Using colours in watercolour medium
The selection of colour in a painting is dictated by the method of
working. Colour can be realistic, adhering to nature as closely as
possible, or it can be subjective, with the artist using colour he feels
is right at that time. Between these two extremes exists a wide range of
possibilities depending on the purpose and make-up of the artist.
Several aspects of colour have special interest to watercolourists its
use mixing combinations and applications to specific situations.
A painting with a limited
number of colours
As you are aware, watercolour is a transparent medium. It dries
lighter and should therefore be applied a bit more boldly than other
paints adding this 'extra' bit of intensity is called 'charging', the
colour. Often it is done by brushing almost pure colour into a wet
colour area of the painting giving it a chromatic boost. Wet a few
squares and flow light washes into them and then charge with intense
colour. Mingle the colours but don't overwork them. Overlay washes often
result in fascinating colour changes.
A colour can be grayed, if it is too intense by putting a
complimentary colour over or by mixing the two in the palette. Don't use
black to tone down intensity. Never use black in their palette
preferring to make a darker colour by mixing. Black often has a opaque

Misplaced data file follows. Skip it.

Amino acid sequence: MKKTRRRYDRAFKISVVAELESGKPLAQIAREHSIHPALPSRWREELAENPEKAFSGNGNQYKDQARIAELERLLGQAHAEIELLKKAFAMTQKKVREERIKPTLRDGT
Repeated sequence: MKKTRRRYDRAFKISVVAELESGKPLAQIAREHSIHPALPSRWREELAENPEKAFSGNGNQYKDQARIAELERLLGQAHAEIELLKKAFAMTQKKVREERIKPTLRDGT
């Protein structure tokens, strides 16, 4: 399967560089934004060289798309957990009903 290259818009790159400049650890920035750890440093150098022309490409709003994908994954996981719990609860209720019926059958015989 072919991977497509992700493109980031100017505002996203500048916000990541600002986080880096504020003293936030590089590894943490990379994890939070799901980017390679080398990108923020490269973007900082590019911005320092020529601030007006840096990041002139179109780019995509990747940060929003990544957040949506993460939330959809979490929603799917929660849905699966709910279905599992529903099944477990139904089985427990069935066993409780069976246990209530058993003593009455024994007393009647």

look and tends to seem foreign to the rest of the colours. Most
inexpensive colours are rather uninteresting in themselves and need to
be mixed to get satisfying results.
This knowledge only could be acquired from practice and
experimentation with your set of colours. Muddy colours result from
overwork (too many washes), from scrubbing (using the brush too much) or
from using the more opaque colours. Such areas can be helped or saved by
line out the area with a sponge, stiff brush. This lets the dull area
breathe again and brings it to life. Sometimes an opaque line or
pattern, laid over the area can spark it to life.
However, there is no magic selection of colours. Most artists
including myself, work better with a limited number of colours. The
secret is to cut the number of colours down to the bone and then learn
to mix them instinctively, allowing the main part of your concentration
to be devoted to solving the problem.
Of course, if you use a different range of colours to be mixed
allowing more room to move your paint around with complete freedom,
while leading plenty of space for other mixes. The first thing, before
you even start to mix paint, is learn to compare the various colours
with each other. With constant practice in colour mixing you will learn
to use the creative use of colour and will show you how to control
colour relationships to create better paintings.